There are over two hundred and twenty cases of unidentified human remains in Miami-Dade County, Florida. As many of these cases grow cold, they become forgotten people not unlike the forgotten places where they were found -sites along canal banks and roadways, near businesses such as auto parts stores, equipment rental, tobacco outlets, gas stations and truck washes, and in pockets of undeveloped land. These nonsites and the unidentified bodies found at them are ubiquitous and become blurred -many will forget about the news story of a body found just as they struggle to recall if the sewing and vacuum store is between the Burger King and the payday loan place or after both or before or if there’s also an oil change place somewhere in there… It all fades into the tonal milieu of contemporary commuter life where true identity remains elusive.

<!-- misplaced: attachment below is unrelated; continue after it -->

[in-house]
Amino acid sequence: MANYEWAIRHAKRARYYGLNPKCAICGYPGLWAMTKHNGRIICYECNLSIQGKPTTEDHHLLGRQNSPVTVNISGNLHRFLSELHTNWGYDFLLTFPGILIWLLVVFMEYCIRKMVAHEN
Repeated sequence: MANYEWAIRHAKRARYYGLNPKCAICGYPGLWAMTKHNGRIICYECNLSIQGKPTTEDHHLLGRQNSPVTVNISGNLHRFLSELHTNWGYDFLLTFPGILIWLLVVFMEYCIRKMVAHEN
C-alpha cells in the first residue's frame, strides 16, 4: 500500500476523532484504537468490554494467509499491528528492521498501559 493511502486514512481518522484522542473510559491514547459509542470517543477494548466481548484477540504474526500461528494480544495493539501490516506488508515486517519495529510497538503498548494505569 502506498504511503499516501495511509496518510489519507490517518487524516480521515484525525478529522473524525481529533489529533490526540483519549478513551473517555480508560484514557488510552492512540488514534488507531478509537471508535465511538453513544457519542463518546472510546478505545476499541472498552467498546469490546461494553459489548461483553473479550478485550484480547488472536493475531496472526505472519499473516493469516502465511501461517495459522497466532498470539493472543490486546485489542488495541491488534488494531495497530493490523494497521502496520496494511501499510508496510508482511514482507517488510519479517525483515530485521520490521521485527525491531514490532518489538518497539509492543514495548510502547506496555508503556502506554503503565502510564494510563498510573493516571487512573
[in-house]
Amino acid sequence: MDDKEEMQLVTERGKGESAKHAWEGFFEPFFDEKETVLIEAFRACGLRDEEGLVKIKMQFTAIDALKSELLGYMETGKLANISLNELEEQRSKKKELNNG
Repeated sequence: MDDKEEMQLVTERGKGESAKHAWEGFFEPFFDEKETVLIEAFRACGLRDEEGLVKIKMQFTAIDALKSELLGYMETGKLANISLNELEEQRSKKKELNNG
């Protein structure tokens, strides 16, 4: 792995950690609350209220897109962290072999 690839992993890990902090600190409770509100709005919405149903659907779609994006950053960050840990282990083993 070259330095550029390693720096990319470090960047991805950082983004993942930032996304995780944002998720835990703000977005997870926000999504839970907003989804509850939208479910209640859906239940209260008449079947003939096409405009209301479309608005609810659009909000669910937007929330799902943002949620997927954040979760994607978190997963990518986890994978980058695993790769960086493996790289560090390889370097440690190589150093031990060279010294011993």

For the Commuter Biennial I am making projects to commemorate some of the unidentified cold cases of Miami-Dade County. Using the graphic visual language of roadwork signs, these projects are designed to be viewed from a vehicle. As a motorist approaches the work, they may initially not distinguish it from the nonspecific detritus of urban sprawl. Upon driving towards the work, the intentionality of the heavily manipulated textural panels the armatures support begins to come into focus. Here the tonal milieu of the nonsites is ruptured with devotional craft. Heavily pleated and ruffled plastic table cloths in colors that reference the clothing and evidence found on the unidentified bodies mimics the texture of coffin liners. Metaphorically each piece functions as a provisional funerary structure yet the sensitivity of the labor and craft is mitigated by the sterile materiality -plastic table cloths, powder coated steel and plastic and metal fasteners remain impersonal. Where identity remains elusive, do these projects spark interest in these forgotten people or do they become the strip malls and fast food restaurants of grave markers?